It’s just so cheesy and the seat is so awkward looking. I’m never going to understand why anyone would want to be seen on something like It just screams poser as much as any of Harley’s “outlaw” nonsense, the Honda Fury or any of the other ill conceived attempts at production customs that have been released over the years.

    • the watcher

      Not so long ago I’d have agreed, but oddly the H-D V-Rod made me think “no Harley guy is gonna buy that!” but then I realised that that was the point – H-D wanted different/extra punters. These days, brakes, suspension, tyres and motors are all so good, and speed cameras are so ubiquitous that we really have reached a point where you can buy whatever turns you on and know it’ll be a decent ride. So, the more the merrier, eh?

    • rurhrurh

      I’m with you on that. The stretched out, actual garage built custom bobbers (usually metric) can be interesting bikes – this thing looks horribly “try hard”. And frankly it detracts from the Triumph lineup and brand.

    • Hans Erik H.

      I also agree with you – the photos of the rider in motion are beyond awkward looking. It’s just wrong.
      Looks like Triumph is attempting to start their own marketing driven poser cult.

      • the watcher

        I’m sure that’s true because it’s what all manufacturers do. I want to wear a leather weskit and engineer boots; if I buy a Hog it’ll seem appropriate. Alternatively, I’d like a full-body leather onesie; a-ha, Panigale it is then. Piss-pot, fringed leather and sea-boot socks? Yeahh! Thruxton or V7, hmm? Modern motorcycling is seriously aspirational, and, like all good hobbies, is never short of something to spend your money on.

  • Mike Johnson

    110 @ 2800!!?? This will be a LOT of fun to ride on the street in a relatively stealthy manner. Low RPM torque motors are a blast at subsonic speeds!

    • Well, that’s my guesstimate – we’ll know for sure in December.

  • Robert Henry

    She’s a beaut, Clark.

  • Erin

    I think it is beautiful and I love the seat. Anybody who says this is poser is just not into bobbers or this style. Everybody has there thing and this is definitely my thing. I love the size. They have somehow managed to make a very classic looking bike and unique all at the same time. Can’t wait to take one for a spin.

    • Adam Rykos

      That’s a pretty broad claim. I personally love bobbers and choppers. I’ve built many over the years from a variety of american and british donor bikes and this does nothing for me. The seat and rear section are particularly poorly executed and the whole thing screams trying way too hard to me. I definitely don’t see anything unique about a manufacturer’s cheesy attempt to feed off the custom scene.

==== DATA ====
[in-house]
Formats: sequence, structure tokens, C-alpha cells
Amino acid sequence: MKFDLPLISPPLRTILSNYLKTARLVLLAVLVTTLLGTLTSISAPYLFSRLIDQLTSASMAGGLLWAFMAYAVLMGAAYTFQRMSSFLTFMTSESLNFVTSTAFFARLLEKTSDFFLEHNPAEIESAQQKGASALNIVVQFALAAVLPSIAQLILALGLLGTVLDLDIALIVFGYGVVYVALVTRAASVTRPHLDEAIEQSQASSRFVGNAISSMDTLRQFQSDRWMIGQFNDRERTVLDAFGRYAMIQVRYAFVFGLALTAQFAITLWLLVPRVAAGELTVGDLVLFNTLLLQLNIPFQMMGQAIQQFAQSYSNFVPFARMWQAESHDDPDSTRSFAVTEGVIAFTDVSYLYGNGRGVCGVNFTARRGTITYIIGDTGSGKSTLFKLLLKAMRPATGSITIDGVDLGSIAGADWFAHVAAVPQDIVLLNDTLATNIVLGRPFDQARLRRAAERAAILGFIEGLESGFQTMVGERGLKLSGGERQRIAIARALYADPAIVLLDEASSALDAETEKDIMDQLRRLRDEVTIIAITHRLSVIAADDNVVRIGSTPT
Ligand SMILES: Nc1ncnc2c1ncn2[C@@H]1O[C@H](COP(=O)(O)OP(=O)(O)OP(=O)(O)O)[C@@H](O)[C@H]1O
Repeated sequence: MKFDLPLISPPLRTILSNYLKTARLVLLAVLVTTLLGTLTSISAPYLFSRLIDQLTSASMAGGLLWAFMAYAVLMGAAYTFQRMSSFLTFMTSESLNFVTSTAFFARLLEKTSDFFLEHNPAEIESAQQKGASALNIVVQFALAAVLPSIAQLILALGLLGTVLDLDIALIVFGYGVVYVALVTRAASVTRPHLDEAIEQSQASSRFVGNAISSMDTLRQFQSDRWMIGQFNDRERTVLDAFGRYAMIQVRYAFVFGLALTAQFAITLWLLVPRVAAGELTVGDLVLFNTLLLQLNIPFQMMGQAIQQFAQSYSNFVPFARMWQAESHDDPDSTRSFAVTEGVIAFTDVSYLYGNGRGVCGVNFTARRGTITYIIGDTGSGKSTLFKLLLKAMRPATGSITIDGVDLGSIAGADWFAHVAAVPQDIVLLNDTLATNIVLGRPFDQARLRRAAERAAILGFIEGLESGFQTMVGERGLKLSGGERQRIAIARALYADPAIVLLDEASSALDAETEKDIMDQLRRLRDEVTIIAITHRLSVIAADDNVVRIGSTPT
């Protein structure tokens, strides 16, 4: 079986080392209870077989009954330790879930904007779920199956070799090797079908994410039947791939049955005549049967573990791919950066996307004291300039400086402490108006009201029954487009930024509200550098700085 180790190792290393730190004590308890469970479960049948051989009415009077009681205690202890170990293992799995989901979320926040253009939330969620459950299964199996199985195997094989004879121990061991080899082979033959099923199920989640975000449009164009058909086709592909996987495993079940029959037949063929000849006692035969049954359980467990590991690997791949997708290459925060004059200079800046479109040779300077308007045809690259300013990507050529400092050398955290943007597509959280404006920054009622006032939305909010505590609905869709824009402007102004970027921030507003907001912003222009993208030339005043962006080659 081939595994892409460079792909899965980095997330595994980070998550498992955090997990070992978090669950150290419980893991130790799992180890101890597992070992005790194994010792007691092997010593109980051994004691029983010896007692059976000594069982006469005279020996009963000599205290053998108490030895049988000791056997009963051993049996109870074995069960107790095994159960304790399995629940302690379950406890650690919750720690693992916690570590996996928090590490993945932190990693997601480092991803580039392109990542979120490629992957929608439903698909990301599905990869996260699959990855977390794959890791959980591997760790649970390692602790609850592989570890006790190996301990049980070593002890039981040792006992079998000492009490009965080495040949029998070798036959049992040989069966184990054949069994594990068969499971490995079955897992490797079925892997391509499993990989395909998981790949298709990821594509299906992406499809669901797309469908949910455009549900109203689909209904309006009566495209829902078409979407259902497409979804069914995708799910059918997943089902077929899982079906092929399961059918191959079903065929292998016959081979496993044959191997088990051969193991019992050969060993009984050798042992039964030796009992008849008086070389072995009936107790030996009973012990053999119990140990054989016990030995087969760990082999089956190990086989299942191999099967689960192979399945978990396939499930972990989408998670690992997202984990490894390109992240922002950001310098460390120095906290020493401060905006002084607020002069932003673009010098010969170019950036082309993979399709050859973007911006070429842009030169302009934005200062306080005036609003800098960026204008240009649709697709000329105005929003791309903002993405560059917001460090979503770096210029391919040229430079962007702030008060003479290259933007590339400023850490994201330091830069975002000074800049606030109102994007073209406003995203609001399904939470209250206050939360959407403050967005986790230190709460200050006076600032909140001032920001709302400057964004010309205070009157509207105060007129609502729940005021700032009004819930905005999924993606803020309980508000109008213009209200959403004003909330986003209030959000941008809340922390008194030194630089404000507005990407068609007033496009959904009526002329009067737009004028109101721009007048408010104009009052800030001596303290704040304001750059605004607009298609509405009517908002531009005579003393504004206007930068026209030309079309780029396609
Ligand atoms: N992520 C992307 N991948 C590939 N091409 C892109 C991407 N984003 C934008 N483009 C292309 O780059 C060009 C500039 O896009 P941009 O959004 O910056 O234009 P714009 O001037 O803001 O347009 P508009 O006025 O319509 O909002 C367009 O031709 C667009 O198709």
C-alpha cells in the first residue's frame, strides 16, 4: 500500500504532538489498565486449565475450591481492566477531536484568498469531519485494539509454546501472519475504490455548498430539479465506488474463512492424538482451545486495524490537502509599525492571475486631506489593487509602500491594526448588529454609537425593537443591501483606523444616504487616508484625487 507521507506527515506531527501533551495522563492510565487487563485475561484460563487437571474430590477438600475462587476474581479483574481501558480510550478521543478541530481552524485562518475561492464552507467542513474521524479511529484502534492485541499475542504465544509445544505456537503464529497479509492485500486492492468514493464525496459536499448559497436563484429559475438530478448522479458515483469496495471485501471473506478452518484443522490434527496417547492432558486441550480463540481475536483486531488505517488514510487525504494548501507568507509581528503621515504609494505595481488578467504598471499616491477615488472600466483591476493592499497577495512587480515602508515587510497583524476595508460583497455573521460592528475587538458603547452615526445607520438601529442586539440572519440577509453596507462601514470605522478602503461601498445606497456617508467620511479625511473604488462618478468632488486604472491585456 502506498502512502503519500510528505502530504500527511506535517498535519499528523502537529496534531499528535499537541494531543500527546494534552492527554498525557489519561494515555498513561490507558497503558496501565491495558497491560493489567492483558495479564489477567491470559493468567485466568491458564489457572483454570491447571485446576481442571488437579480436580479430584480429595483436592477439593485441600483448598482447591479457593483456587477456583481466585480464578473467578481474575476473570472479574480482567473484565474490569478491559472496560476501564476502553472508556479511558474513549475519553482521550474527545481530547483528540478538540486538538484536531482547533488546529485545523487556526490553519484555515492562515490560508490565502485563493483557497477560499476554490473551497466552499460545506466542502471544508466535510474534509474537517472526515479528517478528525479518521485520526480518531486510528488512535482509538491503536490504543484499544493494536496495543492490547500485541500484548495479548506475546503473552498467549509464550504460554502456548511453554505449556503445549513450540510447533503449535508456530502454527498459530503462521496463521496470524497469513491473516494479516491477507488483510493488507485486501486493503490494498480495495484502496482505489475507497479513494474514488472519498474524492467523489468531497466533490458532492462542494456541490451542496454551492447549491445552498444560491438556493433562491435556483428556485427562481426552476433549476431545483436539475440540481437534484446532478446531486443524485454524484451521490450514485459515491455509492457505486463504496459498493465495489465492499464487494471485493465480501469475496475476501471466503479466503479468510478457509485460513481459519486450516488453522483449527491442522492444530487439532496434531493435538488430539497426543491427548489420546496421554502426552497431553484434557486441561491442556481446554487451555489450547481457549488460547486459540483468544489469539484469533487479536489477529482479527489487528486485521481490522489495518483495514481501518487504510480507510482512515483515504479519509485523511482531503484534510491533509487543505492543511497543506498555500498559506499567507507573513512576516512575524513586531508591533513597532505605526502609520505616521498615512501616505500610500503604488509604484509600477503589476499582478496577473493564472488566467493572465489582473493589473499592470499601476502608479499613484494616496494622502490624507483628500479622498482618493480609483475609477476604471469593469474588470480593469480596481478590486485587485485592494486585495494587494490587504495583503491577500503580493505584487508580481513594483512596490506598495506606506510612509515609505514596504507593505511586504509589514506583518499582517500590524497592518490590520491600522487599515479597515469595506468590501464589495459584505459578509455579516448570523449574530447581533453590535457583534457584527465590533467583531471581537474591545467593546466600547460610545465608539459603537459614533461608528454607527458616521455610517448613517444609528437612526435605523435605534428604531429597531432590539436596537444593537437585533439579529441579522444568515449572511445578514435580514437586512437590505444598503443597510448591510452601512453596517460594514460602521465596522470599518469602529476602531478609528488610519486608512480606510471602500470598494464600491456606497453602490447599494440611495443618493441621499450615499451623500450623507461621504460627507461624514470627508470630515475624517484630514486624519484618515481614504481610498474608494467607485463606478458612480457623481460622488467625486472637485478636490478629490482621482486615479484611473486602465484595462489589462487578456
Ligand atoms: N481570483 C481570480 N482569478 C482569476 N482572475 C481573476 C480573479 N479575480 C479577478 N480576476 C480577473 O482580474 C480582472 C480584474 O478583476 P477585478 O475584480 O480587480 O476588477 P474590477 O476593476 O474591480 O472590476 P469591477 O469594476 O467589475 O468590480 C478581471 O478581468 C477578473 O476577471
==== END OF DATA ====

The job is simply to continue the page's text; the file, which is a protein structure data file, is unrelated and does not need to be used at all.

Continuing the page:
• Tippy

        couldn’t disagree more- the seat and rear section are brilliant. The hard tail look hides a mono shock while looking authentic and and the sliding seat and tilting instruments means there is adjustment to cater for different body shapes- great engineering and cant wait to test ride one!

  • Giantsfan

    Well done. ‘Specially the burn out.

  • Nick

    Too my eyes it looks more like a Pre Unit pre swing arm model British bike than a true bobber. I ride a pre war sidevalve and this looks like a beefed up totally modern take on that. Its a lovely thing from the pics and all the better for being a trad Brit bike than some American pastiche.

    • Larry Kahn
      • Davidabl2

        So sad that it doesn’t look a little more like that SpeedTwin..

        • John Doubleday

          ….to me it does

    • guvnor67

      Agree with you there! If I were to buy one I’d rip off the ‘Bobber” decal, ‘cos, well technically It’s not bobbed, It’s built that way, but it is nice, in that old-British-Twin-with-solo-seat kinda way. They’ve done a good job. Is like to know how price will compare with Bolt, Scout etc?

      • Pretty sure it’ll be T120-ish in price.

        • Anders

          My dealer say it will be just above.

  • As the former owner of a ’79 Bonnie and a Meriden fan of the highest order, I’ve tried desperately to hold onto my bigoted, irrational prejudice against Hinckley twins. But these guys are making it really, really tough not to love them.

  • Lowflying

    When I first saw this, I was confused. Although I like lots of styles, I’ve never really been into bobbers, so I didn’t know what to think. But then, I let go of all my judgy, pre-conceived motorcycle thoughts and thought about what this would be like to ride. I think this would be awesome based on the specs alone, and it looks like they’ve really done the details beautifully. Doubtless, a lot of riders would want to customise it, but I think it looks great as is. They’ve managed to merge an older look with plenty of modern details, and it works for me.

    Triumph is definitely hitting it out of the park these days.

  • sam

    IMO Triumph have absolutely nailed it apart from the slash-cut exhausts,